The influence of Television on babies

10442900_249197251955440_7347923786318063127_nI’ve been somewhat reluctant to write about this. Primarily because I have been thinking back and forth on this matter – conflicted opinions are overshadowing my perspective. It really is perplexing. Not in a million years did I think watching Television would be problematic. I just took it for granted when relatives allowed their children to watch TV.

Not long ago while visiting a couple with my husband, their little girl was somewhat mischievous but remained calm watching TV. The mother, who shall remain unnamed said, “TV gives us momentary lapses of peace”. She went as far as saying that she even knew most of the cartoon songs, and I’m not judging her. In fact, I’m very open-minded and relaxed about parenting. Perhaps I have a french attitude towards parenting. Every mother and father is entitled to make their own decisions about the upbringing of their children, being snobby about how other people bring up their children is counterproductive, and will eventually come back to bite you somewhere you don’t like.

The first two years of a baby’s life are the most crucial for their cognitive development. Babies at this stage are supposed to explore, communicate and interact. Placing them in front of TV for prolonged periods could potentially hinder their development. Some researchers have indicated links between exposure to TV early on and attention seeking disorders. The research on this remains inconclusive but until further research has been conducted the American Association of Paediatrics recommends that children don’t watch TV at all until they reach 2-years-old.

However, is it really realistic to say that children should not watch any TV at all under the age of 2-years-old? It’s not possible, at least for all the parents out there, they know what I mean when I say it is very unlikely. The downside is, if you allow your children to watch TV they will become addicted and demand more, and more time for their favourite cartoons and shows. Some might appear as educational and even with a morally good story behind it, but unfortunately in the process of doing this they miss out on the time that they should be interacting with their surroundings and “playing”.

Yale Family Television Research has concluded that children watching too much TV are at risk of obesity, aggressive behaviour and poor social development. You start them off early when the vibrant colours seem to catch their attention but once this becomes addictive, they’re less likely to play in the garden or just be joyous toddlers around the house. More importantly, I highly recommend everyone to read “Education TV for babies? It doesn’t exist” and it succinctly highlights why babies watching Television leads to less parent-child interaction.

Since it is not possible to completely stop children under the age of 2-years-old to watch TV. Even if you wanted to stop them, they will eventually like certain cartoons that they see at a friend’s house, relatives or even grandparents. Basically you can’t control when the TV is on outside of your house. At least, this is what I believe. I let my son watch one cartoon in the morning which lasts 12-minutes and sometimes 15-minutes. I can’t control how much exposure to TV he gets at my grandparent’s house or sister’s but in general under our house – certain rules are emerging.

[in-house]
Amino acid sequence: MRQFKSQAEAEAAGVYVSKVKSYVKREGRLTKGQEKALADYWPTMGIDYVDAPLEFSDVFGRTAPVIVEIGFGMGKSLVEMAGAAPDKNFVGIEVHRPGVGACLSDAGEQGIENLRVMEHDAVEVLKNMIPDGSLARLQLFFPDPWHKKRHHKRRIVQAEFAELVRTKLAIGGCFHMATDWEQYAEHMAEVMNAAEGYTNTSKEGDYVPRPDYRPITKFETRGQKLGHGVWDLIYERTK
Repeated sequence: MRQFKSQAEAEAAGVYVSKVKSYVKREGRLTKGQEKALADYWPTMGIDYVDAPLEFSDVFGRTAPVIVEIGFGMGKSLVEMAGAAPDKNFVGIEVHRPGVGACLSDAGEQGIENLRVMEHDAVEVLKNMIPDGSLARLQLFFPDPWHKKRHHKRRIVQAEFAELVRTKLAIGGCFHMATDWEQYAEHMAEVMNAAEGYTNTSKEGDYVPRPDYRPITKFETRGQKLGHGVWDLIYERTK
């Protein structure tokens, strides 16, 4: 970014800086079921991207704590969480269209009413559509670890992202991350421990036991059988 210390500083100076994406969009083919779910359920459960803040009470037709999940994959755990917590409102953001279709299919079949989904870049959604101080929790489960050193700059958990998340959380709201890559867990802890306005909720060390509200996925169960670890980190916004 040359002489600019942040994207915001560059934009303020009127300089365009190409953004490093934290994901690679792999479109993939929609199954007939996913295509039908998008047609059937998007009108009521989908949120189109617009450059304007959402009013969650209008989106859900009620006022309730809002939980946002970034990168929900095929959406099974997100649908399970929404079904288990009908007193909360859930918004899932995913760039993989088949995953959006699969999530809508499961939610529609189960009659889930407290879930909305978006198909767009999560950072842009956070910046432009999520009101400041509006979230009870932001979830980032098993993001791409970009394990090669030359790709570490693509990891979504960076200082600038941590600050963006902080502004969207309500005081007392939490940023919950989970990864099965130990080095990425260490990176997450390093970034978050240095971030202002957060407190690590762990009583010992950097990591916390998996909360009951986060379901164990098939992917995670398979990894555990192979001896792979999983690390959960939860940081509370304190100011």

How do we spend our days? Well…it depends! Sometimes Baz is extremely fussy (especially since he is teething) and keeping him happy can be a struggle but I have learned that the momentarily silence from TV could potentially damage his cognitive development. So, we’ve come up with creative ways to use his energy and hopefully it will make him healthier in the long run.

Sarah Nesreen commented on our Facebook page last week regarding this subject, and she explained that her son was exposed to TV at the age of 3-months-old to observe his concentration, but now limits the hours of watching TV and she selects which cartoons he watches. Parents exercise their own intuitive thinking when it comes to issues like this, but I think it is important to keep in mind the potential pitfalls and conflicting opinions that exist on matter as such.

Disclaimer: The owner of this blog will not be liable for any losses, injuries, or damages from the display or use of any information provided on this blog.

Leave a Reply

Fill in your details below or click an icon to log in: Logo

You are commenting using your account. Log Out /  Change )

Google+ photo

You are commenting using your Google+ account. Log Out /  Change )

Twitter picture

You are commenting using your Twitter account. Log Out /  Change )

Facebook photo

You are commenting using your Facebook account. Log Out /  Change )

Connecting to %s